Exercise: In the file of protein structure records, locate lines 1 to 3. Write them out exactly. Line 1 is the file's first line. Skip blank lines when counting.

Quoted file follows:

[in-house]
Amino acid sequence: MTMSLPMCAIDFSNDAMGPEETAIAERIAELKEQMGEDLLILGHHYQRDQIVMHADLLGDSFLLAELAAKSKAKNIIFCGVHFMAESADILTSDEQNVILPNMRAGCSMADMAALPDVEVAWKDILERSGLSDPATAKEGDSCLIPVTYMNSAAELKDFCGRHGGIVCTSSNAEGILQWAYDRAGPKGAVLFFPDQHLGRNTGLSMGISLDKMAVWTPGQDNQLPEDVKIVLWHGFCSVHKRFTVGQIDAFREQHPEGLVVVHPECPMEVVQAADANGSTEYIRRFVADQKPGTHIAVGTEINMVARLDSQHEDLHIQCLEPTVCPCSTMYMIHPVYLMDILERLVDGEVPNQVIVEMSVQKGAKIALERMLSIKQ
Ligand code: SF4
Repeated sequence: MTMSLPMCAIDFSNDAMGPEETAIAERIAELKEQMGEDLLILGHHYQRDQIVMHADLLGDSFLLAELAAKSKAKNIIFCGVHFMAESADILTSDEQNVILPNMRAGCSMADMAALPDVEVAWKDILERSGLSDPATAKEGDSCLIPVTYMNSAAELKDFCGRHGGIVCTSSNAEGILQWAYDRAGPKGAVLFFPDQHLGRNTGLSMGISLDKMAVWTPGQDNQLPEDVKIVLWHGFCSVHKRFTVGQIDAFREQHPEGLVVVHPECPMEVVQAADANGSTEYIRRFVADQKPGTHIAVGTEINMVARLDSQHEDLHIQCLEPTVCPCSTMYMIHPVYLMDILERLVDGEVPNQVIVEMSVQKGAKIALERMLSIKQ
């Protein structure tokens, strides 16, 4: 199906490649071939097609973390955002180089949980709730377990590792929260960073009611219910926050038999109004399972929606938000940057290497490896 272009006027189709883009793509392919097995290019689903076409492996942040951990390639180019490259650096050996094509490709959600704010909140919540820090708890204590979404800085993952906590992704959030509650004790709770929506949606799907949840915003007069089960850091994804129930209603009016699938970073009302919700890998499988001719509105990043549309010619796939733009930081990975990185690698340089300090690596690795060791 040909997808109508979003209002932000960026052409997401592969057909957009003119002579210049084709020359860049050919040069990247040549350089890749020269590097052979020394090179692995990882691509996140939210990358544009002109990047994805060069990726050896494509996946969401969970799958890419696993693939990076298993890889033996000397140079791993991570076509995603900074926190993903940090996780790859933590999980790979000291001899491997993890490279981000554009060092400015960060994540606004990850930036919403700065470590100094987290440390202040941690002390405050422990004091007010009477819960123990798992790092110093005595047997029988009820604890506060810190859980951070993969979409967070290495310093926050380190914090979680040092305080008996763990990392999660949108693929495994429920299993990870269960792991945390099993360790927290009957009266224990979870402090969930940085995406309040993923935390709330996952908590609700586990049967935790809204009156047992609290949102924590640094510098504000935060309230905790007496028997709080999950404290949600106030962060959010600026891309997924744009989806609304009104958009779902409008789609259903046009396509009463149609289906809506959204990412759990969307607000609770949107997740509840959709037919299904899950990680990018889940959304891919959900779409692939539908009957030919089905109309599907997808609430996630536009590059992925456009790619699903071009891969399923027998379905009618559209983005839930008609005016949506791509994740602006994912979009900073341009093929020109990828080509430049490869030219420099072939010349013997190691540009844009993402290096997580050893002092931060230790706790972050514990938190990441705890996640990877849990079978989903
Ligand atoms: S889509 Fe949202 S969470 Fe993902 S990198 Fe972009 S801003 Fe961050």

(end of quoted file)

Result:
[in-house]
Amino acid sequence: MTMSLPMCAIDFSNDAMGPEETAIAERIAELKEQMGEDLLILGHHYQRDQIVMHADLLGDSFLLAELAAKSKAKNIIFCGVHFMAESADILTSDEQNVILPNMRAGCSMADMAALPDVEVAWKDILERSGLSDPATAKEGDSCLIPVTYMNSAAELKDFCGRHGGIVCTSSNAEGILQWAYDRAGPKGAVLFFPDQHLGRNTGLSMGISLDKMAVWTPGQDNQLPEDVKIVLWHGFCSVHKRFTVGQIDAFREQHPEGLVVVHPECPMEVVQAADANGSTEYIRRFVADQKPGTHIAVGTEINMVARLDSQHEDLHIQCLEPTVCPCSTMYMIHPVYLMDILERLVDGEVPNQVIVEMSVQKGAKIALERMLSIKQ
Ligand code: SF4